On Friday my house mate, who I've shared my life with for the last 12 years, died suddenly and unexpectedly. He was getting older, and had started acting a little oddly occasionally, but appeared to be pain-free; I thought he was becoming a little senile, though he seemed to be his usual happy self. However he was taken ill on Thursday, and rushed in for medical help early on Friday, where a large mass was discovered. Prostate cancer had rapidly spread through his pelvis, and into his bones and his lungs; and he died. I miss him very much.

His name was Alfie, and he was a (very nearly) 12 year old English Springer Spaniel, who looked and acted a lot younger. Friends have been very kind, and haven't acted as though he was "just a dog" because he wasn't "just a dog". In the time we've lived together he's been my family. I don't have any close family, and Alfie became my family.

He was born on May 20th 2004 in Hempsted, Essex (the reputed birthplace of Dick Turpin). On that day I was clearing my father's house, who had recently died. It was a horrible grey day, the sky seemed to be weeping. The fact that something so wonderful had arrived in my world on the same day that it felt as though the world was ending was something I found remarkably cheering and have tried to cling on to over the last few days. His Mum was rushed into the vets when one of the pups tried to make a quick entrance into the world and got stuck. Although I could never know for sure, I always had a feeling that this was probably Alfie who rushed headlong into everything.

He was the most joyous of dogs. He approached every day expecting it to be wonderful, and that there was going to be something exciting about it. He was such a happy dog. Wickedly intelligent and hilariously funny. Who else but Alfie would leap on a bald-headed man convinced he was a beach-ball? Retrieve a flip-flop from the beach only to find that it's a flat fish? Defrost bread and meat from the freezer and make himself a sandwich? Steal a chicken from the oven, and use the oven door as a handy drop-down spaniel-height table? And then there was the cockerel impersonation.....and the eel resuscitation....and the great parachutist retrieval.

He made me laugh so much, which is probably why I'm crying so much now. He was weird and funny and loving. He was a bit of a loner, and very much a one-woman dog, and I think that's one of the reasons I loved him so much.

Little Dills who died last year was a very different dog. He'd had a very tough life, but he was small and sweet and cute, and wanted to be everyone's friend; and everyone loved Dills. Not everyone felt the same about Alfie, he could be a bit more reserved, and he didn't want to be friends with everybody; he'd rather keep his distance till he knew you better. And I loved him for that shyness, he might appear to be an extrovert dog, but he was a shy-boy underneath, and I guess I recognised me in him; and I loved him for it, and was very protective of him. I expected everyone to like Dills, but I wanted everyone to see in Alfie what I saw in him. A loving, loyal, intelligent, happy guy, who made my world a better place just by being in it.

When life was tough he was always there: "Life's great. Let's throw a frisbee". A lot of my life revolved around him. He and I travelled miles in the car together. In my old Mini he would sit in the back, when stationary he'd stick his muzzle over the driver's seat and nestle into my shoulder until we got moving again. I always bought two meals at takeaways on the way home from holidays - something for me and something for the dog. We walked up and down mountains, covered miles of beaches, and swam in lakes in the middle of nowhere. There's hardly anywhere I've been over the last 12 years that he hasn't been too.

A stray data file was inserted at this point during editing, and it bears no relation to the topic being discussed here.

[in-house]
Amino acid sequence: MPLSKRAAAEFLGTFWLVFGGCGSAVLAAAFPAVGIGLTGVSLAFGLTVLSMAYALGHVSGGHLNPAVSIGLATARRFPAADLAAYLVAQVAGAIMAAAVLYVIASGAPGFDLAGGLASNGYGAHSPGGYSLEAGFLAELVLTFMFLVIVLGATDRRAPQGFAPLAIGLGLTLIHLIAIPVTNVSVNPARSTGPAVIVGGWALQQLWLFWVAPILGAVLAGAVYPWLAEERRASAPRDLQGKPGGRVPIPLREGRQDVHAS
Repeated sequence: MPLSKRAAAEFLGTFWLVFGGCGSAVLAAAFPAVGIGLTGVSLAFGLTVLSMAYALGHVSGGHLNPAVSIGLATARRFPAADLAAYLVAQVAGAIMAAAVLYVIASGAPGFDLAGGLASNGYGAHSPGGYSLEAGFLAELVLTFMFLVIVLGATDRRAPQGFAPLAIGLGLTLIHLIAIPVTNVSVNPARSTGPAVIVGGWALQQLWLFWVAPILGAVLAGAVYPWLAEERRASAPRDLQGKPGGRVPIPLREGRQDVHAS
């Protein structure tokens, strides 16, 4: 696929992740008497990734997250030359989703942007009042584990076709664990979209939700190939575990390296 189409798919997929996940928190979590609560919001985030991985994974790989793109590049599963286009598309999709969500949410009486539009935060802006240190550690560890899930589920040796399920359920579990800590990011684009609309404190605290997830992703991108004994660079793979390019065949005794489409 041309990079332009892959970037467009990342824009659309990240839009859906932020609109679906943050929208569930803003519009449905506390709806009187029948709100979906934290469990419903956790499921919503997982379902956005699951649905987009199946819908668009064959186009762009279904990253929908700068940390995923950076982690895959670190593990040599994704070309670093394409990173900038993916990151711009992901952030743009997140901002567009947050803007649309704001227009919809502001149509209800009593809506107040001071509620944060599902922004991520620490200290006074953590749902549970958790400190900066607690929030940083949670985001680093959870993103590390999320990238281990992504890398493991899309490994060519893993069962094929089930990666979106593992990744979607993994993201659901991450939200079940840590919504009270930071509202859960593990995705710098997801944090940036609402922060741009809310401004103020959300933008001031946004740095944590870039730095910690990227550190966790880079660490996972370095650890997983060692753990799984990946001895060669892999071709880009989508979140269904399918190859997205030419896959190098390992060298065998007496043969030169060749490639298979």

I loved him so much, and sometimes, when life was really tough, I don't think I would have got through it if it hadn't been for him. Whatever life threw at me, he was there, and he thought that I was the centre of the world, even when it felt that most of the rest of it thought I was rubbish.

I always hoped that he'd die peacefully at a great age, passing away in the night beside my bed; but in my heart I knew that a dog who had made such a dramatic entrance into the world, and who could manage to get bitten by an adder in January (yes, I know that should be impossible) wasn't going to go like that. And in the end he embraced death as he'd embraced life, he barrelled straight into it and sent it flying.

Sleep well my darling infuriating dog. You drove me nuts, you occasionally made me cross, but I could never be angry with you for long. I admired your intelligence, adored your funniness and loved you more than I can say. Thank you for sharing your life with me.

Alfie "The Foz" Spaniel - 20/5/2004 - 6/5/2016


Aardvarkface said…
What a beautiful tribute. Im so sorry you've lost him. I know it is so painful. And they are never "just a dog"!
Margaret Jones said…
Thanks Sandra. He was such a wonderful guy. A true "heart" dog.
Jennydog said…
To lose someone you love dearly is hard beyond belief, Your heart comes near to breaking, and no-one knows your grief. You had a wonderful dog, and loved him to the end, You lost two precious things that day, Your dog and your best friend. So sorry to hear of your loss. No dog is 'Just a dog' they are family members. You did the kindest, bravest thing you could - you let him go.
McKinty said…
That is gorgeous Margaret. To people like us they could never be 'just a dog'. xxx
Margaret Jones said…
Thanks Jenny. You've expressed it really well. I know I did the right thing for him, but I do miss him. I know one day I'll laugh again at my memories of him, but just now it's tough.
Margaret Jones said…
Thanks Barbara (and McK and Blossom) xxx

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